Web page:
Cordero-Reyes 2014 J Mol Cell Cardiol
|Cordero-Reyes AM, Gupte AA, Youker KA, Loebe M, Hsueh WA, Torre-Amione G, Taegtmeyer H, Hamilton DJ (2014) Freshly isolated mitochondria from failing human hearts exhibit preserved respiratory function. J Mol Cell Cardiol 68:98-105.|
Abstract: In heart failure mitochondrial dysfunction is thought to be responsible for energy depletion and contractile dysfunction. The difficulties in procuring fresh left ventricular (LV) myocardium from humans for assessment of mitochondrial function have resulted in the reliance on surrogate markers of mitochondrial function and limited our understanding of cardiac energetics. We isolated mitochondria from fresh LV wall tissue of patients with heart failure and reduced systolic function undergoing heart transplant or left ventricular assist device placement, and compared their function to mitochondria isolated from the non-failing LV (NFLV) wall tissue with normal systolic function from patients with pulmonary hypertension undergoing heart-lung transplant. We performed detailed mitochondrial functional analyses using 4 substrates: glutamate-malate (GM), pyruvate-malate (PM) palmitoyl carnitine-malate (PC) and succinate. NFLV mitochondria showed preserved respiratory control ratios and electron chain integrity with only few differences for the 4 substrates. In contrast, HF mitochondria had greater respiration with GM, PM and PC substrates and higher electron chain capacity for PM than for PC. Surprisingly, HF mitochondria had greater respiratory control ratios and lower ADP-independent state 4 rates than NFLV mitochondria for GM, PM and PC substrates demonstrating that HF mitochondria are capable of coupled respiration ex vivo. Gene expression studies revealed decreased expression of key genes in pathways for oxidation of both fatty acids and glucose. Our results suggest that mitochondria from the failing LV myocardium are capable of tightly coupled respiration when isolated and supplied with ample substrates. Thus energy starvation in the failing heart may be the result of dysregulation of metabolic pathways, impaired substrate supply or reduced mitochondrial number but not the result of reduced mitochondrial electron transport capacity.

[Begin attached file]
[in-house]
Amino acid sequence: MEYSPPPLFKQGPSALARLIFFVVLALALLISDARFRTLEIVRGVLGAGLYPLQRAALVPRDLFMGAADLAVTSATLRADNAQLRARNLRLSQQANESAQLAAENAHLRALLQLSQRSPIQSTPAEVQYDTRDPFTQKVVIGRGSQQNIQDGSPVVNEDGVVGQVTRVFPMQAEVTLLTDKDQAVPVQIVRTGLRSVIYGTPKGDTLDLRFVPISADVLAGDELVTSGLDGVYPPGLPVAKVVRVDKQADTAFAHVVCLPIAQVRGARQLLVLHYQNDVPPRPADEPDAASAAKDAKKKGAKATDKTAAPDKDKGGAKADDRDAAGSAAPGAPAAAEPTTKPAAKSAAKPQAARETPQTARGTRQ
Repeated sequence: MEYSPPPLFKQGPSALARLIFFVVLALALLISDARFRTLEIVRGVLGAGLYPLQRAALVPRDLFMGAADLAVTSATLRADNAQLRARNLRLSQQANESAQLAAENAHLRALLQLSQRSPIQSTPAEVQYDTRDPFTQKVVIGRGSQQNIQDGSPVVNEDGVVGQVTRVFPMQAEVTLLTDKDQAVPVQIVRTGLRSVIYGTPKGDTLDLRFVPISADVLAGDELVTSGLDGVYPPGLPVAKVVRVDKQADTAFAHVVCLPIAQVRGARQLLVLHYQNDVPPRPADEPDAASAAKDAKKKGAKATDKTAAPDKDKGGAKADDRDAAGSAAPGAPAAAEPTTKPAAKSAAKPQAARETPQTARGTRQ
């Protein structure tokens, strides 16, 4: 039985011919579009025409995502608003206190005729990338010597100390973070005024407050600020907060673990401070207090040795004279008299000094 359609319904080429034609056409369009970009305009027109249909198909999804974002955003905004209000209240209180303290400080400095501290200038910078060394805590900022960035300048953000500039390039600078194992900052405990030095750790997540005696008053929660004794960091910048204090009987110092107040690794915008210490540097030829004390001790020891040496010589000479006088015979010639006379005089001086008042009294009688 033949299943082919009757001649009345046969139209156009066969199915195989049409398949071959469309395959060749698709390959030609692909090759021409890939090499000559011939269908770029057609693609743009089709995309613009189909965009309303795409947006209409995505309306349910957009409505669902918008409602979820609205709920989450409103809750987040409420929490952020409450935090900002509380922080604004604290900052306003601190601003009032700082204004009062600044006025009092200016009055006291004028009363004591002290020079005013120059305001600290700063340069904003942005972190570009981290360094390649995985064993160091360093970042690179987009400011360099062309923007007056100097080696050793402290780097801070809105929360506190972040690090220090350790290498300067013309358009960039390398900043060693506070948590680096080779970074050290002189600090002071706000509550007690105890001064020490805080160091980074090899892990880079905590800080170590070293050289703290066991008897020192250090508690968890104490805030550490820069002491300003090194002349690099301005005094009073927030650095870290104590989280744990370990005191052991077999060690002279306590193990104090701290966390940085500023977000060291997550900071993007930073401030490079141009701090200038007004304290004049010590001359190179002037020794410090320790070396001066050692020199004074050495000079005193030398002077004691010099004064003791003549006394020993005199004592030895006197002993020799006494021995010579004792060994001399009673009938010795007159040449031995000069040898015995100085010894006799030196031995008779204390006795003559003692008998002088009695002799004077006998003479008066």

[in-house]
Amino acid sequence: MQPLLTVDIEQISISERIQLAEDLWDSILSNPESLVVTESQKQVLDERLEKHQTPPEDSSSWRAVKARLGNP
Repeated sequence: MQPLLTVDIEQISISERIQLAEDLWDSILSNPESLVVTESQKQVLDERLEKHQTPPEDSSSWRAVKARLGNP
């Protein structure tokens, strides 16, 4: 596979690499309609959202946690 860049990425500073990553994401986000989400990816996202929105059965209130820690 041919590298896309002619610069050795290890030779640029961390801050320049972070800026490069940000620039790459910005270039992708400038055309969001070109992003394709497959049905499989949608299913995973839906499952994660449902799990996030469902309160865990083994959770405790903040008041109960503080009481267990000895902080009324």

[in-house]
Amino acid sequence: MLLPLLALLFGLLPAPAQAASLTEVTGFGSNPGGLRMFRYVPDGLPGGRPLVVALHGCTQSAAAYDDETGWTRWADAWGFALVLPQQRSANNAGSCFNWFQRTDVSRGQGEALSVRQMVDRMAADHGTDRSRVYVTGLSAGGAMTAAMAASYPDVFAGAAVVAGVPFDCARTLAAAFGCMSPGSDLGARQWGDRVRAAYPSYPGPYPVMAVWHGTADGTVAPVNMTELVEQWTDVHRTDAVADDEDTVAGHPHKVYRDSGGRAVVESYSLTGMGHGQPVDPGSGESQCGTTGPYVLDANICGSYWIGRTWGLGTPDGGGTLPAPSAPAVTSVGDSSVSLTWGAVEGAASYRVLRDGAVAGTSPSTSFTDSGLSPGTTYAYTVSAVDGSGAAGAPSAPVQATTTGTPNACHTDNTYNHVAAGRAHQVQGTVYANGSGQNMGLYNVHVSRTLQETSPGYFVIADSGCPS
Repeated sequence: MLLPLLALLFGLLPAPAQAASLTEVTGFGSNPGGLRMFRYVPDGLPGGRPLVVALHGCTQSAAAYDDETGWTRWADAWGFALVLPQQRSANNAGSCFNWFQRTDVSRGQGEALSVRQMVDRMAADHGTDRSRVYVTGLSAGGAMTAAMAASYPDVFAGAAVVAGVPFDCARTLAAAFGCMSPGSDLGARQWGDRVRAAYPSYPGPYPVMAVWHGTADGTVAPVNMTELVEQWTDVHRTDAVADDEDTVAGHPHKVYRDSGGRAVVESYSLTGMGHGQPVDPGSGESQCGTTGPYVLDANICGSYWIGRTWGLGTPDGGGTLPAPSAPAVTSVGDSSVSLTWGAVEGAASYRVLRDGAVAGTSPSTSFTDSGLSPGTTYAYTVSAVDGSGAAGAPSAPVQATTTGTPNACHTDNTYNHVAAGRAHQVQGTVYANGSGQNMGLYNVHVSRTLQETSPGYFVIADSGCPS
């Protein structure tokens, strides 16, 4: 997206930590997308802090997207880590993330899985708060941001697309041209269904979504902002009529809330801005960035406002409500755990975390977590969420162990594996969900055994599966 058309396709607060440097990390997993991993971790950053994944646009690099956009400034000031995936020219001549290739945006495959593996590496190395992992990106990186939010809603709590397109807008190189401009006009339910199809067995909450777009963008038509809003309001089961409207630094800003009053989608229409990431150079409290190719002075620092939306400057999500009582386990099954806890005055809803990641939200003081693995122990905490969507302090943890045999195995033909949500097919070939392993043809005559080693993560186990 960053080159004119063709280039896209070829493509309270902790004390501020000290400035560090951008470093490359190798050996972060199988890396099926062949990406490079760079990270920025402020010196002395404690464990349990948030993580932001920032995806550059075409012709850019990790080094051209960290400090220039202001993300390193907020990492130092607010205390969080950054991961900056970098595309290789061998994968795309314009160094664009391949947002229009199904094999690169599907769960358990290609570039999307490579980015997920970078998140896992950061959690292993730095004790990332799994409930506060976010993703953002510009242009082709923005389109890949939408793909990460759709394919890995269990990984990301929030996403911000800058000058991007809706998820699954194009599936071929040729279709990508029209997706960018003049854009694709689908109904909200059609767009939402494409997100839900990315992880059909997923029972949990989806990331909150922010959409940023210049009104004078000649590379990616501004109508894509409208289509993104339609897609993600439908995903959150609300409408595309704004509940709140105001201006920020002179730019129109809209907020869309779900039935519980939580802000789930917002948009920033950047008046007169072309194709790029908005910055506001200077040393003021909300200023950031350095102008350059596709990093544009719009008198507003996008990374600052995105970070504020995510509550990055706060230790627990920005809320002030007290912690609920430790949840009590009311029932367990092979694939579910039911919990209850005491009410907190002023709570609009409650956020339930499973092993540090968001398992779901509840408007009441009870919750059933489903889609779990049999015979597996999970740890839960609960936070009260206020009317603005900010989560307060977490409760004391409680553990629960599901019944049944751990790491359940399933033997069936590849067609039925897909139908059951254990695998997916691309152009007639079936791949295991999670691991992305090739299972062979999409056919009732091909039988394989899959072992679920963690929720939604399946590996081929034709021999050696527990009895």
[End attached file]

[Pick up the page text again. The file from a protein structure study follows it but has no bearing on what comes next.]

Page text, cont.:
• Keywords: 3-hydroxyacyl-coenzyme A dehydrogenase, 5′ AMP-activated protein kinase, ACADl, ACADm, ACADvl, AMPK, CD36, CPT2, ETC, Electron transport chain, FAD+, FCCP, GLUT1, GLUT4, GM, HADHA, HF, HFrEF, Human heart failure, ICM, IFM, L/E ratio, LV, LV internal diameter at diastole, LVIDd, ME3, Mitochondrial function, NAD(+), NFLV, NICM, Oxidative phosphorylation, P/E ratio, PC, PDHB, PDK4, PGC1α, PHTN, PM, PPARα, PPIA, RCR, RT-PCR, SSM, Succ, acyl-CoA dehydrogenase, long chain, acyl-CoA dehydrogenase, medium chain, acyl-CoA dehydrogenase, very long chain, carbonyl cyanide 4-(trifluoromethoxy)phenylhydrazone, carnitine palmitoyltransferase II, cluster of differentiation 36, electron transport chain, flavin adenine dinucleotide, glucose transporter 1, glucose transporter 4, glutamate–malate, heart failure, heart failure with reduced ejection fraction, interfibrillar mitochondria, ischemic cardiomyopathy, left ventricle, malic enzyme 3, nicotinamide adenine dinucleotide, non-failing left ventricle, non-ischemic cardiomyopathy, palmitoylcarnitine–malate, peptidylprolyl isomerase A (cyclophilin A), peroxisome proliferator-activated receptor (PPAR)-γ coactivator 1α, peroxisome proliferator-activated receptor α, pulmonary hypertension, pyruvate carboxylase, pyruvate dehydrogenase kinase 4, pyruvate dehydrogenase subunit B, pyruvate–malate, respiratory control ratio, reverse transcriptase-polymerized chain reaction, state 3 respiration to the uncoupled rate, state 4 respiration to uncoupled rate, subsarcolemmal mitochondria, succinate
Labels: MiParea: Respiration, mt-Medicine Pathology: Cardiovascular
Organism: Human Tissue;cell: Heart Preparation: Isolated mitochondria
Coupling state: LEAK, OXPHOS, ET Pathway: N, S, ROX HRR: Oxygraph-2k